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Hoffmann, R. A wiki for the life sciences where authorship matters. Nature Genetics (2008)

Chk2/hCds1 functions as a DNA damage checkpoint in G(1) by stabilizing p53.

Chk2/hcds1, the human homolog of the Saccharomyces cerevisiae RAD53/ SPK1 and Schizosaccharomyces pombe cds1 DNA damage checkpoint genes, encodes a protein kinase that is post-translationally modified after DNA damage. Like its yeast homologs, the Chk2/hCds1 protein phosphorylates Cdc25C in vitro, suggesting that it arrests cells in G(2) in response to DNA damage. We expressed Chk2/hCds1 in human cells and analyzed their cell cycle profile. Wild-type, but not catalytically inactive, Chk2/hCds1 led to G(1) arrest after DNA damage. The arrest was inhibited by cotransfection of a dominant-negative p53 mutant, indicating that Chk2/hCds1 acted upstream of p53. In vitro, Chk2/hCds1 phosphorylated p53 on Ser-20 and dissociated preformed complexes of p53 with Mdm2, a protein that targets p53 for degradation. In vivo, ectopic expression of wild-type Chk2/hCds1 led to increased p53 stabilization after DNA damage, whereas expression of a dominant-negative Chk2/hCds1 mutant abrogated both phosphorylation of p53 on Ser-20 and p53 stabilization. Thus, in response to DNA damage, Chk2/hCds1 stabilizes the p53 tumor suppressor protein leading to cell cycle arrest in G(1).[1]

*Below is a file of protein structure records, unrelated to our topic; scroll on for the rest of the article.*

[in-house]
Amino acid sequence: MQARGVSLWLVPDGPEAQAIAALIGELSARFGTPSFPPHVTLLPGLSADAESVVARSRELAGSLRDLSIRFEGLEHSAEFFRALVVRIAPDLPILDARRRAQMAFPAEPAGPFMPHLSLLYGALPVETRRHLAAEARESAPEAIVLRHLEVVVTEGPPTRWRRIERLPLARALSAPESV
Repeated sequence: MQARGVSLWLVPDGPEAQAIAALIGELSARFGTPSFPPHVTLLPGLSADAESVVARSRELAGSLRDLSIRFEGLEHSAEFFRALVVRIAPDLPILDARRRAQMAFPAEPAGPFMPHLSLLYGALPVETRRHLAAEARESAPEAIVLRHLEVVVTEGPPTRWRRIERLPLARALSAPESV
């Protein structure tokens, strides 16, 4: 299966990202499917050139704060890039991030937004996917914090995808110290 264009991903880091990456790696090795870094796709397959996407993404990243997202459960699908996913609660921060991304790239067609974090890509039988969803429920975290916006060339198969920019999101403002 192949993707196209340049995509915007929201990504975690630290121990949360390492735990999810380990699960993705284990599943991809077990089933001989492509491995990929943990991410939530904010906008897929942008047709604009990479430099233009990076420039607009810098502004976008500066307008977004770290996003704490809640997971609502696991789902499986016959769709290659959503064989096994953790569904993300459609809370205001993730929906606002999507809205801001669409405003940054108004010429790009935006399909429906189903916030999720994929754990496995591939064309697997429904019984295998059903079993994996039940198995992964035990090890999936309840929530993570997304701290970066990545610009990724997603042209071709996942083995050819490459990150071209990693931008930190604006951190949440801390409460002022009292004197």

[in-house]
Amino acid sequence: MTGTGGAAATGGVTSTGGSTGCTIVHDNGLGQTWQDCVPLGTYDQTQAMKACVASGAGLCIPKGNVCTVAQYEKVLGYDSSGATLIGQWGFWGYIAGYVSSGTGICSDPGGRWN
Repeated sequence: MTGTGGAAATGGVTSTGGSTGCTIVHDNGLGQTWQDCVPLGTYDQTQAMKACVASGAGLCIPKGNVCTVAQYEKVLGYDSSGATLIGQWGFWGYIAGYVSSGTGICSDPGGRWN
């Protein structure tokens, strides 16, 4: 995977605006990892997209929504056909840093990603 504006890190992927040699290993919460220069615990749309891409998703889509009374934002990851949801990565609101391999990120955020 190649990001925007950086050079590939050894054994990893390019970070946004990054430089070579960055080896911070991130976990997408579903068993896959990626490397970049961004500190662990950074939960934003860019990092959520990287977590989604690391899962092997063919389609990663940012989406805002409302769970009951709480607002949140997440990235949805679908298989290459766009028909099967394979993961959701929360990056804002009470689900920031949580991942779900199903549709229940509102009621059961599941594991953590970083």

1. Chk2/hCds1 functions as a DNA damage checkpoint in G(1) by stabilizing p53. Chehab, N.H., Malikzay, A., Appel, M., Halazonetis, T.D. Genes Dev. (2000) [Pubmed]
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